Wednesday, March 18, 2009

Canning tomatoes in March - Wait, what?

Last month, during a field trip to Millican Produce, our tour guide and local farmers' market vendor Tanya Miller mentioned tossing large quantities of her beautiful green house tomatoes to the chickens because of blemishes barring them from sale at the local grocery stores and farmers' market. Of course, my first thought was canning. But with so much time spent in the green house and field, Tanya had little time to spare for canning, nor did a nearby friend to whom she would normally give the tomatoes. 

I immediately offered my canning services saying that should she again have a bag of imperfect tomatoes, I'd be happy to can them and either pay her for them or give a percentage of the canned tomatoes in return.

Then last week as we were closing up our mid-week farmers' market, Tanya came to my booth with a grocery bag just bursting with tomatoes! I asked if she rather I pay for them or give her a percentage of the jars back. "Neither," she said. "They're all yours!" So, can anyone guess what I've been up to?

Thankfully the next day was a rainy one I was able to spend the day in the kitchen - peeling, coring, cutting, cooking, and canning stewed tomatoes. Fourteen pint jars worth, to be exact! Mmmm, mmm! Aren't they gorgeous?

I had read that you don't have to use a pressure canner when you're canning tomatoes because of the high acidity, but that it creates a better end product. Well, we'll just wait and see because I canned half of them in the water bath and the other in the pressure canner. You can be sure I'll have a post one of these days comparing the two methods.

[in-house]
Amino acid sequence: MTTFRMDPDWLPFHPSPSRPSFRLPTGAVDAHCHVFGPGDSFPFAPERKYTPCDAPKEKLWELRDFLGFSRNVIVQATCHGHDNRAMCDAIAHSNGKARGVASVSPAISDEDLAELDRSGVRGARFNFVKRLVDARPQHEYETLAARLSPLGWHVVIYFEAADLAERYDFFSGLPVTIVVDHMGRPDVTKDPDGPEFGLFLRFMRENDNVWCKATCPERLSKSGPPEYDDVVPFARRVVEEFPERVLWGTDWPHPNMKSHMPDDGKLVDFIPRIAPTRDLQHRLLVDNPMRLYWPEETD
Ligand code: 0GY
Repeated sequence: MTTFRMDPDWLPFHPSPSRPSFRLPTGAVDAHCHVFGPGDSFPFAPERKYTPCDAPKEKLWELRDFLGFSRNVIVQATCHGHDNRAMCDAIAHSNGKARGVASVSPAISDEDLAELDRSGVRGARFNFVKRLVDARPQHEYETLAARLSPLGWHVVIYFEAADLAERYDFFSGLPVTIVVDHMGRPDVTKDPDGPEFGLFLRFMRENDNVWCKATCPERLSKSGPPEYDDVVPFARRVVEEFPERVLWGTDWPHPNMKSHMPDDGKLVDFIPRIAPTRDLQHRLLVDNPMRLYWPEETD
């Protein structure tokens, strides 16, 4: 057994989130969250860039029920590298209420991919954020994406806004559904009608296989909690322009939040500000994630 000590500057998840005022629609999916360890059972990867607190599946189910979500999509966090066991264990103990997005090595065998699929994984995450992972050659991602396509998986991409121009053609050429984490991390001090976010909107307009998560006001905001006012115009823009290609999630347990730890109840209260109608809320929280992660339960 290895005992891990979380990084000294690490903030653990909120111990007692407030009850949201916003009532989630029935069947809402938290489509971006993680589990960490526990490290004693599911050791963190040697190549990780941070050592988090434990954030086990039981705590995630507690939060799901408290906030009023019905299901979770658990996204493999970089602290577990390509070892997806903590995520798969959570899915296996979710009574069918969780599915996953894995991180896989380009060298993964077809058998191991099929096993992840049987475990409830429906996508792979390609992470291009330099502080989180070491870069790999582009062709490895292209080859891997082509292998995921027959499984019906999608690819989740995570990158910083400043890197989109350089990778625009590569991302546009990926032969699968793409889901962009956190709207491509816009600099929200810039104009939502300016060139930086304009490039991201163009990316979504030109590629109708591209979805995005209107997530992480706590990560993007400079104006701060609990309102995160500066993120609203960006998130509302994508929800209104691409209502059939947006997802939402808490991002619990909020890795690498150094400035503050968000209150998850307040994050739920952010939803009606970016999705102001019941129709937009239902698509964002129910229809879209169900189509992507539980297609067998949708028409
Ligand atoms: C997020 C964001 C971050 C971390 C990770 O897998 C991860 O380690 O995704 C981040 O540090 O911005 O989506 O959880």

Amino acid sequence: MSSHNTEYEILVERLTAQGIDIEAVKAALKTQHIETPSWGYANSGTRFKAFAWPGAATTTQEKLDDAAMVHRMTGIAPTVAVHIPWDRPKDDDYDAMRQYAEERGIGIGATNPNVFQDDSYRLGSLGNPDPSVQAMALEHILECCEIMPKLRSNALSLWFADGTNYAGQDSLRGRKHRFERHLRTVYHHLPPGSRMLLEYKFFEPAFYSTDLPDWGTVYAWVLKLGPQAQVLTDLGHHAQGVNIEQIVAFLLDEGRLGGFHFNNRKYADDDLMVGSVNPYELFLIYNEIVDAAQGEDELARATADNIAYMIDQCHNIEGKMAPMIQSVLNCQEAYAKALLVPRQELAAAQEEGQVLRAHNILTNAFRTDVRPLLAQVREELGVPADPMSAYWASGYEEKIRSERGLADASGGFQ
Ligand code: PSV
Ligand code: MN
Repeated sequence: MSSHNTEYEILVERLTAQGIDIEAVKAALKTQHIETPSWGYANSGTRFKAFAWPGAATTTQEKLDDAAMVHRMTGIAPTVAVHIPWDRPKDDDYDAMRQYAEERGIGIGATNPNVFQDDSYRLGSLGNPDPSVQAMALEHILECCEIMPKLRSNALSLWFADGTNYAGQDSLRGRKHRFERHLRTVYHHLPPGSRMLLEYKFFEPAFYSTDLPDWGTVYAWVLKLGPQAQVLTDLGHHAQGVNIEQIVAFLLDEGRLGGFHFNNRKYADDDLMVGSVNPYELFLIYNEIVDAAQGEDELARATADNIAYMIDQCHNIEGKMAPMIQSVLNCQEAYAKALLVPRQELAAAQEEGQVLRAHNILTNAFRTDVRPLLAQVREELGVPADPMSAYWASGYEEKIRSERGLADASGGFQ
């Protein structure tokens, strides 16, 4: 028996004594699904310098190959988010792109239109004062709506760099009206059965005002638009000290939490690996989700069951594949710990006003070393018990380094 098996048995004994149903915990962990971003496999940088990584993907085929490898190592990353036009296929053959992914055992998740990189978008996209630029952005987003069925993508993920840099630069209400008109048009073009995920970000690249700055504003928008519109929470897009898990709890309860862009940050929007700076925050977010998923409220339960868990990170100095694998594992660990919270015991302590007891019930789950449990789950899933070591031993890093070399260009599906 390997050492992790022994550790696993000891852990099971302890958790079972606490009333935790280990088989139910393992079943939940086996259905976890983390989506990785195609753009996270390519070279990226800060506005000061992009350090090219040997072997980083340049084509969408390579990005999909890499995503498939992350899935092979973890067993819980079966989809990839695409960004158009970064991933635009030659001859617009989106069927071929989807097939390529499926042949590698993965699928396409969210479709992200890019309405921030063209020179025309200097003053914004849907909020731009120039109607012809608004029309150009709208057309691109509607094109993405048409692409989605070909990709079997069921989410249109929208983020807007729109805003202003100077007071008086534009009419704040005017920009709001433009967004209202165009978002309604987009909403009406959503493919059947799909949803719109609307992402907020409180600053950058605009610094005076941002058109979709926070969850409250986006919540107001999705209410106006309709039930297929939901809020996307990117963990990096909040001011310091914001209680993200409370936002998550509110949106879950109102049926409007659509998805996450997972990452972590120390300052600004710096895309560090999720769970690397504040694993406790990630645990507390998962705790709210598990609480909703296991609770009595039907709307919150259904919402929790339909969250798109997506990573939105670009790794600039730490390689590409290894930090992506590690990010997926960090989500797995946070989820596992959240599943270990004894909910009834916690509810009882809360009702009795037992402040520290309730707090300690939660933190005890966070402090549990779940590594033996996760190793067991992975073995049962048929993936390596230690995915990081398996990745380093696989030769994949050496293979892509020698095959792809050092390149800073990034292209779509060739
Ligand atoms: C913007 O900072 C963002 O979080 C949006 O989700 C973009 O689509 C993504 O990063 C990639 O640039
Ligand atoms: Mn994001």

In the meantime, some of those peels were saved and added to a stir fry at lunch (there's gotta be some healthy lycopene in there right?) and the remainder rest on my pantry shelf just waiting for a little rice, a pot of soup, or just about anything else my little heart desires. 

Thanks Tanya!


sharli said...


Jen said...

Oh those look amazing! Yay for you... free, local, yummy food.

I hope to teach myself to can this summer. I remember long days, as a child, watching my mom and grandmother canning the garden harvest. Those foods were so yummy to eat in the middle of winter.

Enjoy your tomatoes!

Farmer's Daughter said...

That's awesome!

Heather @ SGF said...

Sharli - It is! And it looks pretty on the shelf too :)

Jen - It's so much easier than I thought it would be (and fun!). Enjoy every minute - especially the moments you're eating all those canned goodies! That's the best part - the balance of the freshest, tastiest food and having it anytime you want it :)

Farmers' Daughter - It seemed kind weird to be canning tomatoes in March, but awesome is the right word for it. Who would have thought?

nomikins said...

To guarantee the appropriate acidity when water bath canning, it's advisable to add a teaspoon of commercially prepared lemon juice to pint jars and a tablespoon of lemon juice to quarts. I have done this with success for years.

Heather @ SGF said...

Nomikins - Thanks! That's a great tip!